Conventional wisdom has always said that the clip type master link is weaker and shouldn't be used in higher horsepower applications, while the riveted type is generally thought to be safer. I believe in the safer approach, at the same time understanding that a poorly riveted master link can be just as dangerous or even more dangerous than a poorly or improperly installed clip.

    I own 3 chain driven bikes including a S1000RR as well as a DID chain breaker/riveting tool, and always install rivet type master links on all my bikes. I also don't believe that rivet-based master links are on the way out either.

  5. #5
    Gerard jagarra's Avatar
    Join Date
    Aug 2016
    Reno, NV
    I agree both have their advantages and disadvantages. Looking at the tools used on the "riveted" unit, it looks like the pin is pressed in rather than actually riveted. Is it just the fact that the pin is pressed in the side plate locking the pin in position, is there an actual mushrooming done like normal riveting? This whole process looks like what is used on bicycles that have derailleurs, their chains used the same process as the master link was too thick to get through the roller portion of the derailleur.
    1994 R1100RS-(5/93)-,1974 R90/6 built 9/73,--1964 Triumph T100--1986 Honda XL600R

  6. #6
    sMiling Voni's Avatar
    Join Date
    Mar 2003
    53 sMiles south of Alpine, TX USA
    Both types use a side bar that slides over the pins. Properly installed a master link has as much strength as any other link. What is different is how that side bar is kept in place. One approach is a slide on clip. The other approach is to peen or enlarge the ends of the cross pins to keep the side bar in place. We use only peened or "rivet" type master links because I have had clips come loose 4 times in my riding history. Once was in the middle of South Africa.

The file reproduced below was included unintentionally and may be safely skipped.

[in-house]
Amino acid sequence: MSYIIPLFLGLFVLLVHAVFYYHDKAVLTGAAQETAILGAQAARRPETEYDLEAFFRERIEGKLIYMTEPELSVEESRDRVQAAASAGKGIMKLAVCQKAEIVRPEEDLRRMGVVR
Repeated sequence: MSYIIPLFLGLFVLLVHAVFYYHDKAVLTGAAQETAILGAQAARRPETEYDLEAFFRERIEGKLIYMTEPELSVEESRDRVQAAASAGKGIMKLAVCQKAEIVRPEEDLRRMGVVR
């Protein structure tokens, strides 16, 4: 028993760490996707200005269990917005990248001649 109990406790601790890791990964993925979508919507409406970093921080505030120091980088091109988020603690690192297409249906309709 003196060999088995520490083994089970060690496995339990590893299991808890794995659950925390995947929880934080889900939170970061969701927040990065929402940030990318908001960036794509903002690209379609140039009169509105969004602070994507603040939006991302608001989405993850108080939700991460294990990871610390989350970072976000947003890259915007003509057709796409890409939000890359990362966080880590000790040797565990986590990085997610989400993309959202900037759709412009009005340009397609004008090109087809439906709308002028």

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  7. #7
    Registered User rxcrider's Avatar
    Join Date
    Aug 2010
    North Ridgeville OH
    A properly installed clip type master link becomes a maintenance item to be checked like oil level and tire pressure. One of the reasons is that the clip and pins stick out a bit farther than any of the other links. On a dirt bike, I've had mud pack in the chain guide and since the space for the clip and long pins was only being cleared by the master link, it was wearing down quickly. My newly installed master link was destroyed and the clip fell off in 200 miles. I had to replace the entire master link because the pins were too worn to install another clip. I've also had a clip knocked part way off, presumaby from a rock hitting it just right. It does make chain removal and trail side repairs easier. I always carried a spare master link or two in my pack.

    A properly installed rivet type master link is a more reliable solution as it ends up pretty much being just like all the other links. All rivet links are not equal. I helped a guy on a CBR600 who chose a JT chain for budget reasons. The first master link was pitched after the pin spit instead of flaring. The second one had its pins deform nicely. The side plates were also a bear to press on. I haven't had those issues with a D.I.D.

  8. #8
    Rally Rat
    Join Date
    Nov 2007
    In the state of Misery for now.
    Just as chains come in different ratings and constructions, so do master links. If the master link comes with the chain from the MFG, you can assume it is comparable. A universal master link or different brand i would not use. If you have a O or X link chain, the master should also include the O or X rings. I use Moly grease on assembly.